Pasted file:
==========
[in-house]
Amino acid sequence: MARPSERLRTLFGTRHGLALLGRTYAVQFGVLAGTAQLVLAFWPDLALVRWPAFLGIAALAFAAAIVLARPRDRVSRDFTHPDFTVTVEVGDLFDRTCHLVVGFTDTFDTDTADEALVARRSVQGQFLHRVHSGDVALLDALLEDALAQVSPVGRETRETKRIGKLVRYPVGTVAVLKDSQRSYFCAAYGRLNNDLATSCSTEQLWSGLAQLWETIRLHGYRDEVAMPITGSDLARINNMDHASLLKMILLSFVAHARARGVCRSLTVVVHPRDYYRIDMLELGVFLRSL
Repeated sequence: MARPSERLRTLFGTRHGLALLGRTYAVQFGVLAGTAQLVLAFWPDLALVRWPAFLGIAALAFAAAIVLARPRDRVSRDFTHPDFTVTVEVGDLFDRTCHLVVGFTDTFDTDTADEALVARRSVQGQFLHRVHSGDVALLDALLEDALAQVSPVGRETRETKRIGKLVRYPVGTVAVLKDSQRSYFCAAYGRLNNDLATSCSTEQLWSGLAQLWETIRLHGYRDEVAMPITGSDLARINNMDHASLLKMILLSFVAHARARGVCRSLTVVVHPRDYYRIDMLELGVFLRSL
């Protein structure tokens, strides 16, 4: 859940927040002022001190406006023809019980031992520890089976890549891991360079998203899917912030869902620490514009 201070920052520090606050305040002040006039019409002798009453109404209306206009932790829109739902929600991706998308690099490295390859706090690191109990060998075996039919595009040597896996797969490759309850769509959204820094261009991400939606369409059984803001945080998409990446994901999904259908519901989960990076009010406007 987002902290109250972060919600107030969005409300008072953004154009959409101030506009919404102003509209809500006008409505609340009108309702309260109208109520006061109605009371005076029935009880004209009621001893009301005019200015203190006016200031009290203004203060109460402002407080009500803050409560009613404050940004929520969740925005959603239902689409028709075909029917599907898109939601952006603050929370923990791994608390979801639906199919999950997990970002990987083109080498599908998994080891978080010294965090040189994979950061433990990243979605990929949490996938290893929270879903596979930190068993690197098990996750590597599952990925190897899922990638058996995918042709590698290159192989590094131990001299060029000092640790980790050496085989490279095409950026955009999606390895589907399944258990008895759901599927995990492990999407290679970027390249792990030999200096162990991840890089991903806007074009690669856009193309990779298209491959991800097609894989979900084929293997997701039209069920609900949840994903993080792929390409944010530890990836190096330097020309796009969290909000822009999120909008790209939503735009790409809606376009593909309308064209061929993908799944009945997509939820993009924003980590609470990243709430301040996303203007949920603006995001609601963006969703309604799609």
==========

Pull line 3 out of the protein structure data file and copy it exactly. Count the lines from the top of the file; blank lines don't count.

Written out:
Repeated sequence: MARPSERLRTLFGTRHGLALLGRTYAVQFGVLAGTAQLVLAFWPDLALVRWPAFLGIAALAFAAAIVLARPRDRVSRDFTHPDFTVTVEVGDLFDRTCHLVVGFTDTFDTDTADEALVARRSVQGQFLHRVHSGDVALLDALLEDALAQVSPVGRETRETKRIGKLVRYPVGTVAVLKDSQRSYFCAAYGRLNNDLATSCSTEQLWSGLAQLWETIRLHGYRDEVAMPITGSDLARINNMDHASLLKMILLSFVAHARARGVCRSLTVVVHPRDYYRIDMLELGVFLRSL